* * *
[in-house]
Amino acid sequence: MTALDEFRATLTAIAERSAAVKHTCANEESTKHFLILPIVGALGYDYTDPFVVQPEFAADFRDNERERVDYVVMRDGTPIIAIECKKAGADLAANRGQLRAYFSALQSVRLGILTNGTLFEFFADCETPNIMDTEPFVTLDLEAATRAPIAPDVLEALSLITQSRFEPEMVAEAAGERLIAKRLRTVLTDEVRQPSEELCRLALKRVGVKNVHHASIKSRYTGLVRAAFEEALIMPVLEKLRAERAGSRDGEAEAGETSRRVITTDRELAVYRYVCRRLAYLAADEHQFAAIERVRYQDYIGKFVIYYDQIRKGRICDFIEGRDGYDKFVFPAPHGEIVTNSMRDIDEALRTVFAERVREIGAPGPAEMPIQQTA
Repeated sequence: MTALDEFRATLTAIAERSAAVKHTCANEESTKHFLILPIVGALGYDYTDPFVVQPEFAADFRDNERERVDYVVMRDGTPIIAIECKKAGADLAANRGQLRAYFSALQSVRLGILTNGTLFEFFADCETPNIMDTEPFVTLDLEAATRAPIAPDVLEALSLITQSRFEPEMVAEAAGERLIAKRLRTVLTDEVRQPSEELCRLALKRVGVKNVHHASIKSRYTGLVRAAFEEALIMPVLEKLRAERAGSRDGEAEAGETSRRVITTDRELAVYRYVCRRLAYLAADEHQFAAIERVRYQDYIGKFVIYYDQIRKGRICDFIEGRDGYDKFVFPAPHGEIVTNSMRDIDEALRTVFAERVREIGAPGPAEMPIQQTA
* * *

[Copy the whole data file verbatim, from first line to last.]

[in-house]
Amino acid sequence: MTALDEFRATLTAIAERSAAVKHTCANEESTKHFLILPIVGALGYDYTDPFVVQPEFAADFRDNERERVDYVVMRDGTPIIAIECKKAGADLAANRGQLRAYFSALQSVRLGILTNGTLFEFFADCETPNIMDTEPFVTLDLEAATRAPIAPDVLEALSLITQSRFEPEMVAEAAGERLIAKRLRTVLTDEVRQPSEELCRLALKRVGVKNVHHASIKSRYTGLVRAAFEEALIMPVLEKLRAERAGSRDGEAEAGETSRRVITTDRELAVYRYVCRRLAYLAADEHQFAAIERVRYQDYIGKFVIYYDQIRKGRICDFIEGRDGYDKFVFPAPHGEIVTNSMRDIDEALRTVFAERVREIGAPGPAEMPIQQTA
Repeated sequence: MTALDEFRATLTAIAERSAAVKHTCANEESTKHFLILPIVGALGYDYTDPFVVQPEFAADFRDNERERVDYVVMRDGTPIIAIECKKAGADLAANRGQLRAYFSALQSVRLGILTNGTLFEFFADCETPNIMDTEPFVTLDLEAATRAPIAPDVLEALSLITQSRFEPEMVAEAAGERLIAKRLRTVLTDEVRQPSEELCRLALKRVGVKNVHHASIKSRYTGLVRAAFEEALIMPVLEKLRAERAGSRDGEAEAGETSRRVITTDRELAVYRYVCRRLAYLAADEHQFAAIERVRYQDYIGKFVIYYDQIRKGRICDFIEGRDGYDKFVFPAPHGEIVTNSMRDIDEALRTVFAERVREIGAPGPAEMPIQQTA